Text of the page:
Please, move over
The Colorado Department of Transportation and other agencies this week launched a new highway-safety effort. The idea is to focus, or re-focus, attention on the state’s “move over” laws.
Those laws require motorists to slow down, change lanes or pull over for emergency vehicles. You’d think this would be common sense, but apparently it’s not.
Two Colorado State Patrol troopers were killed in just more than a year on the stretch of Interstate 25 between Castle Rock and Monument. In both cases, drivers didn’t move into the left lane when the officers working on the highway shoulder were struck and killed.
Area fire departments have also been hurt by motorists not changing lanes. Thankfully, no one has been seriously injured in those incidents, but one incident a few years ago so seriously damaged an Eagle River Fire Protection District truck that the vehicle was knocked out of service for months.
Too many people also don’t seem to understand the need to yield to emergency vehicles.
On a recent Saturday morning in Gypsum, a pair of State Patrol cars were running westbound on U.S. Highway 6 with their lights and sirens. Of three eastbound vehicles in a short stretch of road, two pulled over, as they should. The third driver kept driving, even as the State Patrol cars zipped by — and if you see two police cars headed somewhere at the same time, something urgent is happening.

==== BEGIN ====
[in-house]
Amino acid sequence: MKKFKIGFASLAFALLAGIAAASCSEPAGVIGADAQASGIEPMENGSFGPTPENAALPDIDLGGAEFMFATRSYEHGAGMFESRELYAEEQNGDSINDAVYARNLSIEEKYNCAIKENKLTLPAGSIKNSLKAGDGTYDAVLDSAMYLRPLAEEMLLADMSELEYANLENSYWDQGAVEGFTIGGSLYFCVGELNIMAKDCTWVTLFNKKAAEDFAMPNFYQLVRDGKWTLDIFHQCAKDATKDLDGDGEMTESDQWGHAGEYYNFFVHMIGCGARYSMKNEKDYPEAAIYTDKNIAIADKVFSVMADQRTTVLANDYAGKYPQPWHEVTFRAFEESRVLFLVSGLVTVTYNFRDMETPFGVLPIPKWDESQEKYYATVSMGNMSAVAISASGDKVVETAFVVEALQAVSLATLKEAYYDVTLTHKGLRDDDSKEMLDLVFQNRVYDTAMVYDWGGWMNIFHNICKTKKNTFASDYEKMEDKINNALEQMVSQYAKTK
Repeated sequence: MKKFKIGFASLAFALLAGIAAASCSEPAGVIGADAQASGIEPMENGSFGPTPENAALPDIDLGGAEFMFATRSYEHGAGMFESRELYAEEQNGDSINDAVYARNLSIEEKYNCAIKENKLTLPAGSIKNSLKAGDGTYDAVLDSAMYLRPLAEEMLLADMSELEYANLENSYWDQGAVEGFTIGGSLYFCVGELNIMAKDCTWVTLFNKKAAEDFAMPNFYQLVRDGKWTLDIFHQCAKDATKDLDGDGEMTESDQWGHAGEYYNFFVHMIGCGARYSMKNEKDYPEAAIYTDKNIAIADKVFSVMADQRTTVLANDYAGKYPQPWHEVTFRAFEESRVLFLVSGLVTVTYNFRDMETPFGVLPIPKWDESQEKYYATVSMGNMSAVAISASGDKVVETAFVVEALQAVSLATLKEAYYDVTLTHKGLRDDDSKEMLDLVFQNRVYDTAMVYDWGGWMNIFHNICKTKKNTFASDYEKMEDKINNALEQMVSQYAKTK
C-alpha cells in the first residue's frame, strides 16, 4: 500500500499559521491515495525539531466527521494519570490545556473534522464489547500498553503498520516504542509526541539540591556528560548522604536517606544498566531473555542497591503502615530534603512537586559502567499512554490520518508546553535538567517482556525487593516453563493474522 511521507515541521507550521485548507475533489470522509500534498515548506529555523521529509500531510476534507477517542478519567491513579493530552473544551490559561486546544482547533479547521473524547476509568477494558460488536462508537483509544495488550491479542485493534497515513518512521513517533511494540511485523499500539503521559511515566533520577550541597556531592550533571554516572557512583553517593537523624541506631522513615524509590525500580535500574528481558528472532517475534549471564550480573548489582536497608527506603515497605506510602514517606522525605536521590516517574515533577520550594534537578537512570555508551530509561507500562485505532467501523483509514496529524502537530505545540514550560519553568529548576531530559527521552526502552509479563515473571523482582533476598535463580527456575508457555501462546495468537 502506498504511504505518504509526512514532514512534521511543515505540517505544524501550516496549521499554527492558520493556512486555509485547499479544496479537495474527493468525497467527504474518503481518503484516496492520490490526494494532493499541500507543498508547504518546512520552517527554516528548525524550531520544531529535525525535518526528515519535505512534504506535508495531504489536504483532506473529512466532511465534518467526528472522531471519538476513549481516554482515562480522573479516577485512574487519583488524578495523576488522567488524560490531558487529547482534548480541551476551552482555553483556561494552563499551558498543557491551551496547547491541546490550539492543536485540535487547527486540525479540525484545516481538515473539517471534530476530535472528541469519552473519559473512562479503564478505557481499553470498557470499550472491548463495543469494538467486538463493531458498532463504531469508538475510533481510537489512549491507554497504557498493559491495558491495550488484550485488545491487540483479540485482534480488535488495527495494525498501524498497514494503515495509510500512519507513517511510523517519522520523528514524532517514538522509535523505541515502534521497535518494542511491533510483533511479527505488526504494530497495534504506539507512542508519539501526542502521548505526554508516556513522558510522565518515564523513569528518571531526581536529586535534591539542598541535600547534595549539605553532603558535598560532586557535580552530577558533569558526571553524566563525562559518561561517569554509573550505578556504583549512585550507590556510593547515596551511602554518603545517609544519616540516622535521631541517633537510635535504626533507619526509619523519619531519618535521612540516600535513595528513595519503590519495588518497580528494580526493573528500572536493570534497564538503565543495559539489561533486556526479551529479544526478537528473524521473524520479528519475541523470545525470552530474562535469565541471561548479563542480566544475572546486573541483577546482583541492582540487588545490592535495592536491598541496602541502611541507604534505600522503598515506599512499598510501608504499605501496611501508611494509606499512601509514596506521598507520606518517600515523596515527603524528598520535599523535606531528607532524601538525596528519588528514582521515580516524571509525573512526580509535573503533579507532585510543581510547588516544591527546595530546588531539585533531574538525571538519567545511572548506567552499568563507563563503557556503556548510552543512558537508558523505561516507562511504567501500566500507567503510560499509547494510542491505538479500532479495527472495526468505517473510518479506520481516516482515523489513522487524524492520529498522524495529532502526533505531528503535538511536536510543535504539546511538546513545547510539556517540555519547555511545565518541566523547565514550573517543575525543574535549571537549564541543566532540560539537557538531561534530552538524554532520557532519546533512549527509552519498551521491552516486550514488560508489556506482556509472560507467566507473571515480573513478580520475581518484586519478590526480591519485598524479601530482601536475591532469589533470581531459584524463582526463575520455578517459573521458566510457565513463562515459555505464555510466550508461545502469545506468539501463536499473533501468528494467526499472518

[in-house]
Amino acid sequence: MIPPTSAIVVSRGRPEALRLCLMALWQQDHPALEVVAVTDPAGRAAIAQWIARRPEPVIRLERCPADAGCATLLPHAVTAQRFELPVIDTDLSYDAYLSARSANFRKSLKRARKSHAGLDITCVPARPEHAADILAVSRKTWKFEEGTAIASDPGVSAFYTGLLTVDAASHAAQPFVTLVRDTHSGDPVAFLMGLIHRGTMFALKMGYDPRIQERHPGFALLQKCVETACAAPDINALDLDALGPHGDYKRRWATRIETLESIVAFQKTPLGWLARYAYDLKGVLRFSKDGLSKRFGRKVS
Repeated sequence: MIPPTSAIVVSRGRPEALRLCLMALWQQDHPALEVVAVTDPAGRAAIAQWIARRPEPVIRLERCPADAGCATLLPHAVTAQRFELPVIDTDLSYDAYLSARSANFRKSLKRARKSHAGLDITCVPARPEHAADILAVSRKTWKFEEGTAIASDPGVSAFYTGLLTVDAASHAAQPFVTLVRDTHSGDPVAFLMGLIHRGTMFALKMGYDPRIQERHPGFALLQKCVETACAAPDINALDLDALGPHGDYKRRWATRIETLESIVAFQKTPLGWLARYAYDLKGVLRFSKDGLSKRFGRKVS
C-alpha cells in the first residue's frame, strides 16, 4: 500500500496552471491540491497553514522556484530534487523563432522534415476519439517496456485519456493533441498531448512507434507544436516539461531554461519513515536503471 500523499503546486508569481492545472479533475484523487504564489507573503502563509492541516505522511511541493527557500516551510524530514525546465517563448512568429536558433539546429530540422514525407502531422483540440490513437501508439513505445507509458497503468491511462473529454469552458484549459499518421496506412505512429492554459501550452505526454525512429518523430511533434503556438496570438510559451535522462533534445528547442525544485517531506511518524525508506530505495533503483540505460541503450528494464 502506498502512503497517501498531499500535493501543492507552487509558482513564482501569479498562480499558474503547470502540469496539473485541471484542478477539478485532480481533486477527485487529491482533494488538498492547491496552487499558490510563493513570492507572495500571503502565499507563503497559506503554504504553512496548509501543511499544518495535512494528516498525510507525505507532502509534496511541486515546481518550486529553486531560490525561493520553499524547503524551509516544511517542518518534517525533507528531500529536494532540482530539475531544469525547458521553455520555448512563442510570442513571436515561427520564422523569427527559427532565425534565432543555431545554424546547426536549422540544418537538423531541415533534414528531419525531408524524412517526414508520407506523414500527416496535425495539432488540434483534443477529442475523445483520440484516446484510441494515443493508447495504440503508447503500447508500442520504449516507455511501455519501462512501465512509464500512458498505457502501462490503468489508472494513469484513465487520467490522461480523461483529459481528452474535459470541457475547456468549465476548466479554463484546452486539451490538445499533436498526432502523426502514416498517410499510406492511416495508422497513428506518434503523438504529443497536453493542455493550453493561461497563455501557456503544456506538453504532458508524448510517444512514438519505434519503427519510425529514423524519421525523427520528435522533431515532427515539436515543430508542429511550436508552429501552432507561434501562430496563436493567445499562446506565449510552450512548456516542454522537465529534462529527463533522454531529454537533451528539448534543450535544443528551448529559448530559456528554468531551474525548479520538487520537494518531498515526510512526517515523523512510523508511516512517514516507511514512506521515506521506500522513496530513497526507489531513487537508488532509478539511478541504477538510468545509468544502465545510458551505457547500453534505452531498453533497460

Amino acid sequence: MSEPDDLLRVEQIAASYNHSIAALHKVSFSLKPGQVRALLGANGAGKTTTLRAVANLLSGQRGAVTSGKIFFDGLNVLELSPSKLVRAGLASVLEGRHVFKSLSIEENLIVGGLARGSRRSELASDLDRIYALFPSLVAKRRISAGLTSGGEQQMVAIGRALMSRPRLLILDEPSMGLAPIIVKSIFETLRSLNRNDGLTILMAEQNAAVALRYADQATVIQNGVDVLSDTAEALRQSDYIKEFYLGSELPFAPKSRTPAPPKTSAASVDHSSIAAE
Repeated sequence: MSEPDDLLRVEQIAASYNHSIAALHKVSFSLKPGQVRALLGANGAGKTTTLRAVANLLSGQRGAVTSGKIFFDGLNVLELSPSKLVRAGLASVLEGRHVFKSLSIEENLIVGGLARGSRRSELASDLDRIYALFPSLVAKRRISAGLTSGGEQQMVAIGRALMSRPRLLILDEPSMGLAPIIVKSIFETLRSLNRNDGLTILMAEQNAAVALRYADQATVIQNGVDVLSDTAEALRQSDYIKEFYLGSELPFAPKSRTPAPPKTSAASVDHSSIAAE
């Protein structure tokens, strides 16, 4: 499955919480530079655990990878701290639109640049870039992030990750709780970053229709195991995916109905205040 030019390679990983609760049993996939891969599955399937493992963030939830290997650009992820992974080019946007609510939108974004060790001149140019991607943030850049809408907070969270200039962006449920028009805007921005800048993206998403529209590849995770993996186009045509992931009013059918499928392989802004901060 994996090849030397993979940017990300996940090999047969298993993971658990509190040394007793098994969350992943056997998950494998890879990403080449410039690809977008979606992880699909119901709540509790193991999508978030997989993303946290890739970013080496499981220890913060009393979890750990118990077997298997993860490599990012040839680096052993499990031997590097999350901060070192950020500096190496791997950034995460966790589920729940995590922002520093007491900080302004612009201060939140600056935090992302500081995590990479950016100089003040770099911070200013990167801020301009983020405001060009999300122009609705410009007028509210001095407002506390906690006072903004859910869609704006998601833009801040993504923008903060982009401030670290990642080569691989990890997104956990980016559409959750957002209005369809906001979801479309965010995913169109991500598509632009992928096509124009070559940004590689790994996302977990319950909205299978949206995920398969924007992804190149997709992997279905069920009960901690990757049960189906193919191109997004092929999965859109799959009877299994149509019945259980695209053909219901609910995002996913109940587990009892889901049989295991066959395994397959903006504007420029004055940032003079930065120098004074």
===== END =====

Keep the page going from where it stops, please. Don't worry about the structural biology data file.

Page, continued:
People who work for emergency-service agencies put in long hours, often in harsh conditions. These people know they’re possibly putting their own lives at risk every time they’re called to a scene.
We all want to get where we’re going. Moving over, pulling over or at least slowing down for emergency vehicles doesn’t take much time. It could also save lives, not only at that scene, but in the future.
Please, help these people help us. You might be the next person who needs assistance.